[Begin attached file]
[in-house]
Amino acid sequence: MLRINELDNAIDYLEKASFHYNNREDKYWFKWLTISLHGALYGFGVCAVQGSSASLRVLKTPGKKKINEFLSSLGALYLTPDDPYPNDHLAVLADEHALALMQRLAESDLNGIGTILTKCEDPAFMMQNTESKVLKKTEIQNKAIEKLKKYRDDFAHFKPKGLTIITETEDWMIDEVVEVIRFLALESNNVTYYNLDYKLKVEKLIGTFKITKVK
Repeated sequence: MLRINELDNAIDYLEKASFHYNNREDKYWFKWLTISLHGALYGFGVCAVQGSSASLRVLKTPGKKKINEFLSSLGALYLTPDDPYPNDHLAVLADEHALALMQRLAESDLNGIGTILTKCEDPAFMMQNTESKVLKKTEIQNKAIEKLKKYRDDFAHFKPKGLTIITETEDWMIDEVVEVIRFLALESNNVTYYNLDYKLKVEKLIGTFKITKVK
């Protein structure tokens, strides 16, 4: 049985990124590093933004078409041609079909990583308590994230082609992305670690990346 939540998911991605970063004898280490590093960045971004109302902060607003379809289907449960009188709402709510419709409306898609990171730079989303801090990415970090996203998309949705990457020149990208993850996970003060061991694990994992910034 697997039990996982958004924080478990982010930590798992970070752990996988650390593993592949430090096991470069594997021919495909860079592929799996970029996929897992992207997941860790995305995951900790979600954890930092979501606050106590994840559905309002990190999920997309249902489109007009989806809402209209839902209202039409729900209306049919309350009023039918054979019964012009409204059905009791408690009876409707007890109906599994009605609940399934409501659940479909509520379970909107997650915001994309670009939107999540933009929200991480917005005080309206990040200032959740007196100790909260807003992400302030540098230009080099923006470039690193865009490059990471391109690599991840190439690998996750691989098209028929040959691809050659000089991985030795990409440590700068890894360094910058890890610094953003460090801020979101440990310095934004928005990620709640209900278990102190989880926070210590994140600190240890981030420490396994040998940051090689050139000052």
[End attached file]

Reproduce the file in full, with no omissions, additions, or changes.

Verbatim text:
[in-house]
Amino acid sequence: MLRINELDNAIDYLEKASFHYNNREDKYWFKWLTISLHGALYGFGVCAVQGSSASLRVLKTPGKKKINEFLSSLGALYLTPDDPYPNDHLAVLADEHALALMQRLAESDLNGIGTILTKCEDPAFMMQNTESKVLKKTEIQNKAIEKLKKYRDDFAHFKPKGLTIITETEDWMIDEVVEVIRFLALESNNVTYYNLDYKLKVEKLIGTFKITKVK
Repeated sequence: MLRINELDNAIDYLEKASFHYNNREDKYWFKWLTISLHGALYGFGVCAVQGSSASLRVLKTPGKKKINEFLSSLGALYLTPDDPYPNDHLAVLADEHALALMQRLAESDLNGIGTILTKCEDPAFMMQNTESKVLKKTEIQNKAIEKLKKYRDDFAHFKPKGLTIITETEDWMIDEVVEVIRFLALESNNVTYYNLDYKLKVEKLIGTFKITKVK
């Protein structure tokens, strides 16, 4: 049985990124590093933004078409041609079909990583308590994230082609992305670690990346 939540998911991605970063004898280490590093960045971004109302902060607003379809289907449960009188709402709510419709409306898609990171730079989303801090990415970090996203998309949705990457020149990208993850996970003060061991694990994992910034 697997039990996982958004924080478990982010930590798992970070752990996988650390593993592949430090096991470069594997021919495909860079592929799996970029996929897992992207997941860790995305995951900790979600954890930092979501606050106590994840559905309002990190999920997309249902489109007009989806809402209209839902209202039409729900209306049919309350009023039918054979019964012009409204059905009791408690009876409707007890109906599994009605609940399934409501659940479909509520379970909107997650915001994309670009939107999540933009929200991480917005005080309206990040200032959740007196100790909260807003992400302030540098230009080099923006470039690193865009490059990471391109690599991840190439690998996750691989098209028929040959691809050659000089991985030795990409440590700068890894360094910058890890610094953003460090801020979101440990310095934004928005990620709640209900278990102190989880926070210590994140600190240890981030420490396994040998940051090689050139000052």